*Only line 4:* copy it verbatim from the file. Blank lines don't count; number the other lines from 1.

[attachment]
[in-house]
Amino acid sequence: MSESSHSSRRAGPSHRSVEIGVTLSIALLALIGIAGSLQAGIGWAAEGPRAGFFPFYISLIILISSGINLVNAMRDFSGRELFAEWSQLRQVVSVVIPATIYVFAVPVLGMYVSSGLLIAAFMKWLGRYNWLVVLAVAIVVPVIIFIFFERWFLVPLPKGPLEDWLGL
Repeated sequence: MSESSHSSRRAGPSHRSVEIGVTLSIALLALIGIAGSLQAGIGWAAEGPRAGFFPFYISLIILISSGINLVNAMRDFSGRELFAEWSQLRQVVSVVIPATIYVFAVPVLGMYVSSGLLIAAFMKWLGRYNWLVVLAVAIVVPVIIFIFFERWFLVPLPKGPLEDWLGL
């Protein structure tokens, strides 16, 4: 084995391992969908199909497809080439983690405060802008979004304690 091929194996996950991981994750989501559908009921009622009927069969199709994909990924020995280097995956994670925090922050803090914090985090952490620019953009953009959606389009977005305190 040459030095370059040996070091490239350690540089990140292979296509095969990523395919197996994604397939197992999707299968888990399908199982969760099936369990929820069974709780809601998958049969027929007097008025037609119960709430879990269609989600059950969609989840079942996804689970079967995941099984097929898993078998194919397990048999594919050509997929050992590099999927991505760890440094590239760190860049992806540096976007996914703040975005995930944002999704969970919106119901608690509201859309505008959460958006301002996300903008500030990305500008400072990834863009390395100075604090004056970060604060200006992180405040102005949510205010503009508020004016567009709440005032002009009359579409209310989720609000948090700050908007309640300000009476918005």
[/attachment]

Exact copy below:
């Protein structure tokens, strides 16, 4: 084995391992969908199909497809080439983690405060802008979004304690 091929194996996950991981994750989501559908009921009622009927069969199709994909990924020995280097995956994670925090922050803090914090985090952490620019953009953009959606389009977005305190 040459030095370059040996070091490239350690540089990140292979296509095969990523395919197996994604397939197992999707299968888990399908199982969760099936369990929820069974709780809601998958049969027929007097008025037609119960709430879990269609989600059950969609989840079942996804689970079967995941099984097929898993078998194919397990048999594919050509997929050992590099999927991505760890440094590239760190860049992806540096976007996914703040975005995930944002999704969970919106119901608690509201859309505008959460958006301002996300903008500030990305500008400072990834863009390395100075604090004056970060604060200006992180405040102005949510205010503009508020004016567009709440005032002009009359579409209310989720609000948090700050908007309640300000009476918005």